SINGAPORE - Some 250 taxi drivers stretched, did tai-chi, and walked 3km around the Gardens by the Bay and Marina Barrage on Sunday (Sept 25) morning - all in the name of diabetes awareness.
The drivers were taking part in the National Taxi Association's (NTA) first 3km "Drive away diabetes" walkathon, which seeks to raise awareness on how drivers can prevent diabetes.
They were joined by 250 of their family members, as well as Health Minister Gan Kim Yong, who flagged off the walk.
The drivers were encouraged to take less sweet drinks and exercise more.
Diabetes is one of the biggest preventable drains on the healthcare system. The disease costs the country $1 billion a year, in terms of treatment as well as lost man-hours.
Mr Gan, who heads the Diabetes Prevention and Care Taskforce, and Acting Minister for Education (Schools) Ng Chee Meng on Saturday also launched a six-month crowdsourcing exercise that seeks to find ways to motivate people to eat properly, exercise regularly, watch their weight and stay healthy.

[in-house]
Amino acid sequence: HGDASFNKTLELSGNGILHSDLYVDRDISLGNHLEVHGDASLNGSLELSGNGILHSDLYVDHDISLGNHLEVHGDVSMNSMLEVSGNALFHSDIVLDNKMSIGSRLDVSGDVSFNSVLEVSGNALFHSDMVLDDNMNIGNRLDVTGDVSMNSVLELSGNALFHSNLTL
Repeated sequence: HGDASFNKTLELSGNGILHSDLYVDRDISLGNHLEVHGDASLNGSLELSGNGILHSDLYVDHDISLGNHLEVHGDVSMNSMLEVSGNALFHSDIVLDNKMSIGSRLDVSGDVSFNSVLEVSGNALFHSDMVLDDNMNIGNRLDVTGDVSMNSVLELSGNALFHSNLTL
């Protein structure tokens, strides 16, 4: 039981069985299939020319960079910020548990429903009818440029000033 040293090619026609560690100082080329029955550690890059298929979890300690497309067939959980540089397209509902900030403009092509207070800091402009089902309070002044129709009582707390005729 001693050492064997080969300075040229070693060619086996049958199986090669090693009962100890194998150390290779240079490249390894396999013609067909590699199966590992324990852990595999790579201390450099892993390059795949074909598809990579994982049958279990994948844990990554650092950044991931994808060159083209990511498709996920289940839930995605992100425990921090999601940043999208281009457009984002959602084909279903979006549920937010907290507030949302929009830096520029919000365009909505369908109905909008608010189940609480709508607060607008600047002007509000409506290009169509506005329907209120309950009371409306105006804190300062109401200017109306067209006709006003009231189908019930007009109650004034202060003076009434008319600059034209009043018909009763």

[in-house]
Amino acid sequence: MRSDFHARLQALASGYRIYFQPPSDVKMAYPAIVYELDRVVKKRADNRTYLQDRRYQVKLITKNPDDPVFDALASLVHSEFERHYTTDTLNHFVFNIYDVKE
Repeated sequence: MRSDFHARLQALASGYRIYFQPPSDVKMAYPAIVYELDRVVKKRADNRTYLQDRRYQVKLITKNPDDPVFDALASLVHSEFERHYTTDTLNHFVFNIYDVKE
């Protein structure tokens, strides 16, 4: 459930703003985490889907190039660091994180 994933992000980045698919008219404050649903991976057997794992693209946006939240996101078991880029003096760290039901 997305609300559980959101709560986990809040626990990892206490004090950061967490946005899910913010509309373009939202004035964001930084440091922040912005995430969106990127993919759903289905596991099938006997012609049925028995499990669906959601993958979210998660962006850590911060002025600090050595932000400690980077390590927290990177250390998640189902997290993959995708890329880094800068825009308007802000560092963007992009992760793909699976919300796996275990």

Speaking to the media before the walkathon on Sunday, NTA executive adviser Ang Hin Kee said he hopes activities like these would help encourage more cabbies to take ownership of their health and fitness.
The NTA is also collaborating with the National Kidney Foundation to offer free health screenings to all its 21,000 members.
Mr Ang added that the NTA would be quite happy to provide feedback to the task force.
"The job nature of taxi driving, coupled with the fact that most cabbies are in their 50s to 60s, make them more vulnerable to the threat of diabetes," said Mr Ang.
He added that many drivers have seen their peers stricken by illnesses such as diabetes or strokes and realise that "these problems not only impact their health, but also their livelihood".
Cabbies yesterday told The Straits Times that it was difficult but necessary to try and fit in exercise into their long shifts.
Mr Ramasamy Kupusamy, 70, said he walks up and down the stairs to his fourth-floor HDB flat daily, and washes his taxi by hand every day.
"It takes about 45 minutes, but at the end of it, you are already sweating," said Mr Ramasamy.
Mr Pedro Wu, 64, said it was difficult to fit in exercise into their long shifts.
"In the car, we can only do simple stretching," said Mr Wu. But he added that after he had a mild stroke four years ago, he now tries to brisk walk daily after his eight-hour shift.
"No one wants to be sick, you can't predict what will happen so you just have to take precautions," said Mr Wu.